Each multilateral negotiation about the future shape of our world in a changing climate presents an opportunity to discuss our current economic system – the cause of so many problems in this world, from increasing degradation of our ecosystems, climate change and growing inequality. But it is also an opportunity to show that other business models are future proof to achieve trade, climate, gender and resource justice. In this light, we cannot express our full support for the Sharm el-Sheikh Implementation Plan adopted on Sunday 20th November 2022 at UNFCCC COP27. Even though we welcome the important progress of the newly established loss and damage fund to support climate-affected communities, the Plan lacks steps for effective mitigation and especially that no decision was made on the progressive phase-out of fossil fuels.
As discussed in the “The Fair Trade Movement COP27 Position Paper”, we entered the COP negotiations pushing for a two-fold commitment to both governments and businesses. Durable solutions require a fundamental restructuring of trade flows and supply chains in order to ensure the environmental and human rights’ due diligence at all levels.
Smallholder farmers and SMEs have long been providing feasible solutions to a broken international trade system that has only spurred economic activity at the expense of people and the planet. We welcome the Plan mentioning “the importance of the transition to sustainable lifestyles and sustainable patterns of consumption and production to address climate change”. However, concrete actions related to trade agreements, corporate accountability and support to community businesses should be taken into account to realise this ambition.
Local communities all over the globe (but mostly in the global South) are deeply affected by the disproportional impact of the intersecting climate and economic crises. Disruption along supply chains mostly impacts marginalised producers, leaving them fully exposed to unfair trading relationships. An inclusive and sustainable recovery from climate disasters cannot happen without a functioning and resilient economy in which everyone is guaranteed a fair income and a voice. That’s why the agreement for the creation of a loss and damage fund is a potential step towards climate justice. If adequately funded, it will compensate to rebuild people’s livelihoods and provide a better future to all those whose communities and ecosystems have been destroyed as a consequence of greedy carbon-intensive extractivist practices. Yet, compensation is not enough. For as much as immediate reparations are needed to address current and upcoming damage and loss, we need to also look further than the present and envision fairer and greener patterns of consumption and production.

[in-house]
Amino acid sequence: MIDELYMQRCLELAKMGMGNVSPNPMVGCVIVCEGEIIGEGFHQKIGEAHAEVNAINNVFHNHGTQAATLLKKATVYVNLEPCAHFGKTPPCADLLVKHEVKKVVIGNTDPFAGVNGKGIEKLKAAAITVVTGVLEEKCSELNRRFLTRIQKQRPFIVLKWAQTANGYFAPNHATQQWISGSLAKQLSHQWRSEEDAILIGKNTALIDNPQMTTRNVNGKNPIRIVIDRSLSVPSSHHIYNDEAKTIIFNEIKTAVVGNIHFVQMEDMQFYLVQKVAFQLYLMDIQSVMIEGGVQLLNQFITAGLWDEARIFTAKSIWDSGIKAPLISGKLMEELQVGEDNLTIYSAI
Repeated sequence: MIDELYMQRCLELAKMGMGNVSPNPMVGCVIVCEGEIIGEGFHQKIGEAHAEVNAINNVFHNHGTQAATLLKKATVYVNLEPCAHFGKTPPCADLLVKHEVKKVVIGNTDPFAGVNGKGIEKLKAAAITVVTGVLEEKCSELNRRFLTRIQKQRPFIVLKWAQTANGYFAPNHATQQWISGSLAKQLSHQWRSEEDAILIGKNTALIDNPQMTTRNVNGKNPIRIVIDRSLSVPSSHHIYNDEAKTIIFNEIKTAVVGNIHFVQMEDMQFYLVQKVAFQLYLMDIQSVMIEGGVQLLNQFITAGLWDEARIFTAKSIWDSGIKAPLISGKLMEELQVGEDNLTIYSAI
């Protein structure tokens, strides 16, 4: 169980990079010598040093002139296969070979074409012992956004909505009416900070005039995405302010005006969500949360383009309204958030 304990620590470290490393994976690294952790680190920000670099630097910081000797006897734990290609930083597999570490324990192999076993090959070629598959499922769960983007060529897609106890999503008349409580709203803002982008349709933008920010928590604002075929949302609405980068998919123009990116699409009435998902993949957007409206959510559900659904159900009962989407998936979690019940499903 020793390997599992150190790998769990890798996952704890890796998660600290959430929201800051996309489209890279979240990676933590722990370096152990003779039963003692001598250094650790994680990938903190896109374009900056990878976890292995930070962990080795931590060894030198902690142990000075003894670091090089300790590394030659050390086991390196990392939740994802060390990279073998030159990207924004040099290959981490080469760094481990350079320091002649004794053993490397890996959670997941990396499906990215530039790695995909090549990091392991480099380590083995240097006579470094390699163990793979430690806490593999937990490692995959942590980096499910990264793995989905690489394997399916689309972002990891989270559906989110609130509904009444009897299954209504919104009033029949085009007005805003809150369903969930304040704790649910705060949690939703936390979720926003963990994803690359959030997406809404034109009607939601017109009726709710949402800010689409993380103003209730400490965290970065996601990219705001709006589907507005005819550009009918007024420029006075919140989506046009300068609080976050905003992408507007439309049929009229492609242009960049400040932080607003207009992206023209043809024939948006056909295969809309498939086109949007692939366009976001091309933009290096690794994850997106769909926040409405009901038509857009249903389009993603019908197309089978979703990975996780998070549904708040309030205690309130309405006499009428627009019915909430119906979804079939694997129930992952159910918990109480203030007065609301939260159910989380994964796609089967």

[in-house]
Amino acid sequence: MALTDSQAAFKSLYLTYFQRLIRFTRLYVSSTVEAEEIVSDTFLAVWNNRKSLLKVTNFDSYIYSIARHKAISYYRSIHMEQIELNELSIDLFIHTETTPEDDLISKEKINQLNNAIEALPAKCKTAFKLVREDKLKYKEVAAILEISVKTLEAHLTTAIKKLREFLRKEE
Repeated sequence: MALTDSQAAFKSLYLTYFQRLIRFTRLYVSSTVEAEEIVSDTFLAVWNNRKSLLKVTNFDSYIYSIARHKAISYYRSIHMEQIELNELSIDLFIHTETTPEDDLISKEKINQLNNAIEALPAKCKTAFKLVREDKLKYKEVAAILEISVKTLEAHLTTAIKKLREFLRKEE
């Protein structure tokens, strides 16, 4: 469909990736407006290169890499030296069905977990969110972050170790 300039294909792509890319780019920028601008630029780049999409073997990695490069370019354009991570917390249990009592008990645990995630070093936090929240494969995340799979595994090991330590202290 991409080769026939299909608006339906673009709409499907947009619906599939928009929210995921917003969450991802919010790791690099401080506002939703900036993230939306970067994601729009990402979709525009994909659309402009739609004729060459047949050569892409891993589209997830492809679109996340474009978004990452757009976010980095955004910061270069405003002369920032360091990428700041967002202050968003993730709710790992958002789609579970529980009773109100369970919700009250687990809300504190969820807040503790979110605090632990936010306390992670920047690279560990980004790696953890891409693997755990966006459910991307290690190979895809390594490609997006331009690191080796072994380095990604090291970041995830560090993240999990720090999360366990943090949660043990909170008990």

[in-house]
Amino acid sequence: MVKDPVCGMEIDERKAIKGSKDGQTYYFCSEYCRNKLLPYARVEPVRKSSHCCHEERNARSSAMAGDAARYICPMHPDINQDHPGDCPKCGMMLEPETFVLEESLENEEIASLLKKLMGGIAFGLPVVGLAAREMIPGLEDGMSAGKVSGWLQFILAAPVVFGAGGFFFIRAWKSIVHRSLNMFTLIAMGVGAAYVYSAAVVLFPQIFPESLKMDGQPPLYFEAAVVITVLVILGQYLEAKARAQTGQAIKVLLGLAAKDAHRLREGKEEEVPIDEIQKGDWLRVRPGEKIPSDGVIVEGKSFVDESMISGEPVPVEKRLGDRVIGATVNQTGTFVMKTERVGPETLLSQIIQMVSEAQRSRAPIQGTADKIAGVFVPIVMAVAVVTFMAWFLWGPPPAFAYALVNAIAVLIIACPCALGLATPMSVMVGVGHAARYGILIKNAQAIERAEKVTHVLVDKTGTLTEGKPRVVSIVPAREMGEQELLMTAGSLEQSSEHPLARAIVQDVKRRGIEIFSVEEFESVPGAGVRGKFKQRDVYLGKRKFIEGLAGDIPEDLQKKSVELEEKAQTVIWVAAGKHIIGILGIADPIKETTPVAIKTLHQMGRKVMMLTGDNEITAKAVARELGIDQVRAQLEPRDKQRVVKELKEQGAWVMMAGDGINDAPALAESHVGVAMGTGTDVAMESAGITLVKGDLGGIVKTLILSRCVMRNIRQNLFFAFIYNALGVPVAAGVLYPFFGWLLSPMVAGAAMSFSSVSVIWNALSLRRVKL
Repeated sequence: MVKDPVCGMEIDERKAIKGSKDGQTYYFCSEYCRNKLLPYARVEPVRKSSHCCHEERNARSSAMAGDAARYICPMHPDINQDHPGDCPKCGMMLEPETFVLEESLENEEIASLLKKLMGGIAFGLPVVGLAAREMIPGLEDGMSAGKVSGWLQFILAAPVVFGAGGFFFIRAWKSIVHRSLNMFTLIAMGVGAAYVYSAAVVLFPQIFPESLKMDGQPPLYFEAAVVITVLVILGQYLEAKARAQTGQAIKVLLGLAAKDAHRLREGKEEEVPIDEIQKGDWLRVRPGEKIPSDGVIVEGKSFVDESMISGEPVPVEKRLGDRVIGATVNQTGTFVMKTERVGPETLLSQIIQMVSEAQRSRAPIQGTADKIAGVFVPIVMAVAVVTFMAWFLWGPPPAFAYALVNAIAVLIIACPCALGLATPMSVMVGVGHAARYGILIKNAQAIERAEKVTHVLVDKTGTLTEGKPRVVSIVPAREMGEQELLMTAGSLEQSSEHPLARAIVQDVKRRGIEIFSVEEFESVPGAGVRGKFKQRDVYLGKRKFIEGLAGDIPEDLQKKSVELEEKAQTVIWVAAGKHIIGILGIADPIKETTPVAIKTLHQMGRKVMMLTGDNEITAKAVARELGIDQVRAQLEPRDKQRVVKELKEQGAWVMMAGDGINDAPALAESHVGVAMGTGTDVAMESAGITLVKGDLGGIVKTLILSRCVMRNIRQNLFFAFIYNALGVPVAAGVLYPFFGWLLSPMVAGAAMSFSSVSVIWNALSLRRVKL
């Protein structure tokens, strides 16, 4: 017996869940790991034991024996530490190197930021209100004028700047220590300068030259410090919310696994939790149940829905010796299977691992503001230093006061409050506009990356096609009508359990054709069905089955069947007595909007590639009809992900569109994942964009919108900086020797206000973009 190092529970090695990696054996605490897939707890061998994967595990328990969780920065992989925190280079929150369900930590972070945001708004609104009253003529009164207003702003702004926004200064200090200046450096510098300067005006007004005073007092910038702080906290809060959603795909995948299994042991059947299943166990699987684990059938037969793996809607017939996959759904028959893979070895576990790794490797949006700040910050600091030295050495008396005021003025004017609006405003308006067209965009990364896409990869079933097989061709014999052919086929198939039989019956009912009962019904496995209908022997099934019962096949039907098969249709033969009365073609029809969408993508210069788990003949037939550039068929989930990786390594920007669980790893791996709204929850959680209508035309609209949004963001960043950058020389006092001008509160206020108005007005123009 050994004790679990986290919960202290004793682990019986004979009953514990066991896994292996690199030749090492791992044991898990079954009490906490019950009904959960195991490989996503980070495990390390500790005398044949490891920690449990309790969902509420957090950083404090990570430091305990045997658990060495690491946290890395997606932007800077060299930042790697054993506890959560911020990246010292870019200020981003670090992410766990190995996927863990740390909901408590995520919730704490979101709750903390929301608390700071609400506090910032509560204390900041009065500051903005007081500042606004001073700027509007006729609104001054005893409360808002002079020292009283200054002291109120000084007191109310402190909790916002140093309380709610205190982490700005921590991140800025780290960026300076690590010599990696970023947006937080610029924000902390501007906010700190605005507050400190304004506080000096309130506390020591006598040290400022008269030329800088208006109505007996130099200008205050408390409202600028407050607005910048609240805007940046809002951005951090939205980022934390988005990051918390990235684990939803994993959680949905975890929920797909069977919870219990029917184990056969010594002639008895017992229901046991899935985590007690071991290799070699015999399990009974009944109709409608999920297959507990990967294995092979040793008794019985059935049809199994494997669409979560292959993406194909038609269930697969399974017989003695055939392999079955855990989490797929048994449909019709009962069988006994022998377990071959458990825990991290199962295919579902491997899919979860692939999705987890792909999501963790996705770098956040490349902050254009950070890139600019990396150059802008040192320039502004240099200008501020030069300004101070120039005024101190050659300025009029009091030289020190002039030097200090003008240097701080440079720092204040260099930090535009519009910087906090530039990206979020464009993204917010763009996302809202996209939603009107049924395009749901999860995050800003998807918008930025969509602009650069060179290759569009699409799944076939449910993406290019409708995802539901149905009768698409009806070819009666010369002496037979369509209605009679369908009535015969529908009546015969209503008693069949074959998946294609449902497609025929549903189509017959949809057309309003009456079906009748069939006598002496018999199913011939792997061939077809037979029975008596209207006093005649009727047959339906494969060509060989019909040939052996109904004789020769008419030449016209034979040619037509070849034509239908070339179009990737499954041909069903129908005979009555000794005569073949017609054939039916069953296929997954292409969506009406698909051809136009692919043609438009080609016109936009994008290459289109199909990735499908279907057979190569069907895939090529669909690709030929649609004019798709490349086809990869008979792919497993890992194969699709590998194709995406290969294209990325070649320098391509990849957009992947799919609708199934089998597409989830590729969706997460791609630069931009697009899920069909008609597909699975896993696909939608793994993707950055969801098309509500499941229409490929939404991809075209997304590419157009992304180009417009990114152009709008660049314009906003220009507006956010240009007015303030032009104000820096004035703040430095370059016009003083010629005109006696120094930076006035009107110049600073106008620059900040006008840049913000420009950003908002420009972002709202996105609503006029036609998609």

We welcome the broader mention of other interrelated environmental crises, from food crises, turning to the biodiversity crisis and the energy crisis. This all links to the need for a global financial architecture that directs public (and private) funding towards just and sustainable transitions. We appreciate the Plan highlighting the need to transform our financial system and actors. Ultimately, it should sustain the development of climate-resilient communities by supporting small and medium size enterprises (SMEs) and communities with adequate and accessible climate finance.
Nonetheless, the elephant in the room of the unmentioned fossil fuels phase-out only proves the unacceptable role played by fossil fuel exporting countries and the over 600 lobbyists present there. No false solutions – as investments in ‘transitional’ gas or patented techno fixes – can be pushed onto the future agendas. Silverbullet liberal (and free trade) policy recipes have long been narrated as the only feasible way but have clearly proven not to work.
Social protection and environmental justice are inextricable for a just and equitable transition. That’s why WFTO aims at facilitating an economy with social enterprises that responsibly manage and restore natural resources to safeguard dignified human life and thriving ecosystems. Fair Trade Enterprises have a crucial role to play within the heated dialogues for climate solutions, as they provide functioning business models that don’t compromise ambition for feasibility.
COPs are an essential platform and tool to work for climate justice and build a new economy that accounts for future generations too. However, many more actions need to be taken beyond COPs. Much of the future of our climate depends on those who have already been practising the sought solutions through skilful community recipes, mixing tradition and innovation. By envisioning small-scale solutions, they are eventually shaping the future outlook of the global economy.
For as much as mission-led enterprises have been successfully and profitably working against all odds, they need adequate policies to upscale their impact. The movement of the WFTO members will make sure effective national and local policies, financial support, training and market access will be granted to reshape our markets and regulation by putting people and the planet at the core.
Read more about COP27 outcomes and impacts:
– What are the key outcomes of Cop27 climate summit?, The Guardian (brief)
– Our verdict on COP27: A Polluters’ Parade, Global Witness (analysis)
– Cop27 has shown why a new economic order is vital, The Guardian (opinions)
– Getting out of the food-energy-climate crisis, GRAIN (analysis)
– COP27 will be remembered as a failure – here’s what went wrong, The Conversation (analysis)
Written by Virginia Pignata & Shun Hei (Nathan) Lee